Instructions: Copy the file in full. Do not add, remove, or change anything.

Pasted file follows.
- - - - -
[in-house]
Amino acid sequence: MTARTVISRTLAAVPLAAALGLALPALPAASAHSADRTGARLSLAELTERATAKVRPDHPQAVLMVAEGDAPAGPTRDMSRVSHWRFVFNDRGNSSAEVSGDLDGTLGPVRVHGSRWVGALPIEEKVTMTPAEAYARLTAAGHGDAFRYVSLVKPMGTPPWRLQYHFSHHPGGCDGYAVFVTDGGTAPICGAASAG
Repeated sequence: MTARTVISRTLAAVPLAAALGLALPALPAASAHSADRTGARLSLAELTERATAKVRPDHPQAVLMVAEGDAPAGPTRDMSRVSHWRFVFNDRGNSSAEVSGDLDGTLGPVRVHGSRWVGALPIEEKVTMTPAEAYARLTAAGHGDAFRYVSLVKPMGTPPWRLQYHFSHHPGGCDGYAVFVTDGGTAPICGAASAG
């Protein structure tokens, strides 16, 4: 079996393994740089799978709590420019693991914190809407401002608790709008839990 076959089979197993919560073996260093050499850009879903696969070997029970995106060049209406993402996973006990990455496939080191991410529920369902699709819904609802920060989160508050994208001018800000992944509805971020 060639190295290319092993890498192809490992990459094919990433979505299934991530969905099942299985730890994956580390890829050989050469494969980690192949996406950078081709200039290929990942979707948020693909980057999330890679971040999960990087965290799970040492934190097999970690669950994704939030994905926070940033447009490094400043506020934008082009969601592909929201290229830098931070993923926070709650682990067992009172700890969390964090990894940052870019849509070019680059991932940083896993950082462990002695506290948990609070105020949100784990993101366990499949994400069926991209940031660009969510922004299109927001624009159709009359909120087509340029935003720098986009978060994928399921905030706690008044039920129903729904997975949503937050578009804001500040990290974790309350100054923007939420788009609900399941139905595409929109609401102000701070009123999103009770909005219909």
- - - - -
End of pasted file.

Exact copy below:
[in-house]
Amino acid sequence: MTARTVISRTLAAVPLAAALGLALPALPAASAHSADRTGARLSLAELTERATAKVRPDHPQAVLMVAEGDAPAGPTRDMSRVSHWRFVFNDRGNSSAEVSGDLDGTLGPVRVHGSRWVGALPIEEKVTMTPAEAYARLTAAGHGDAFRYVSLVKPMGTPPWRLQYHFSHHPGGCDGYAVFVTDGGTAPICGAASAG
Repeated sequence: MTARTVISRTLAAVPLAAALGLALPALPAASAHSADRTGARLSLAELTERATAKVRPDHPQAVLMVAEGDAPAGPTRDMSRVSHWRFVFNDRGNSSAEVSGDLDGTLGPVRVHGSRWVGALPIEEKVTMTPAEAYARLTAAGHGDAFRYVSLVKPMGTPPWRLQYHFSHHPGGCDGYAVFVTDGGTAPICGAASAG
């Protein structure tokens, strides 16, 4: 079996393994740089799978709590420019693991914190809407401002608790709008839990 076959089979197993919560073996260093050499850009879903696969070997029970995106060049209406993402996973006990990455496939080191991410529920369902699709819904609802920060989160508050994208001018800000992944509805971020 060639190295290319092993890498192809490992990459094919990433979505299934991530969905099942299985730890994956580390890829050989050469494969980690192949996406950078081709200039290929990942979707948020693909980057999330890679971040999960990087965290799970040492934190097999970690669950994704939030994905926070940033447009490094400043506020934008082009969601592909929201290229830098931070993923926070709650682990067992009172700890969390964090990894940052870019849509070019680059991932940083896993950082462990002695506290948990609070105020949100784990993101366990499949994400069926991209940031660009969510922004299109927001624009159709009359909120087509340029935003720098986009978060994928399921905030706690008044039920129903729904997975949503937050578009804001500040990290974790309350100054923007939420788009609900399941139905595409929109609401102000701070009123999103009770909005219909």